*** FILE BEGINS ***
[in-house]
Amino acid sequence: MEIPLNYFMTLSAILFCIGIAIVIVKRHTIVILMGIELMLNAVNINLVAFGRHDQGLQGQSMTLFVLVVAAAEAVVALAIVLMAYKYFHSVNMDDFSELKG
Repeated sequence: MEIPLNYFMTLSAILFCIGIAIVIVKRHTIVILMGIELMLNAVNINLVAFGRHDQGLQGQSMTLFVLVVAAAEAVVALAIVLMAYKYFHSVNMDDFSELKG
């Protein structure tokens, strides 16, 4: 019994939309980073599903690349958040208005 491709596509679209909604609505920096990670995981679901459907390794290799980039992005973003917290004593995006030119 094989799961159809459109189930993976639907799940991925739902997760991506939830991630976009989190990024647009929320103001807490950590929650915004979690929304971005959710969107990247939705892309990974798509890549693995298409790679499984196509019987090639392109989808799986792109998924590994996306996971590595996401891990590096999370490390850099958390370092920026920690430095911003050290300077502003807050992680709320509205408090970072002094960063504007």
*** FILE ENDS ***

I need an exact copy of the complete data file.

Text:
[in-house]
Amino acid sequence: MEIPLNYFMTLSAILFCIGIAIVIVKRHTIVILMGIELMLNAVNINLVAFGRHDQGLQGQSMTLFVLVVAAAEAVVALAIVLMAYKYFHSVNMDDFSELKG
Repeated sequence: MEIPLNYFMTLSAILFCIGIAIVIVKRHTIVILMGIELMLNAVNINLVAFGRHDQGLQGQSMTLFVLVVAAAEAVVALAIVLMAYKYFHSVNMDDFSELKG
């Protein structure tokens, strides 16, 4: 019994939309980073599903690349958040208005 491709596509679209909604609505920096990670995981679901459907390794290799980039992005973003917290004593995006030119 094989799961159809459109189930993976639907799940991925739902997760991506939830991630976009989190990024647009929320103001807490950590929650915004979690929304971005959710969107990247939705892309990974798509890549693995298409790679499984196509019987090639392109989808799986792109998924590994996306996971590595996401891990590096999370490390850099958390370092920026920690430095911003050290300077502003807050992680709320509205408090970072002094960063504007």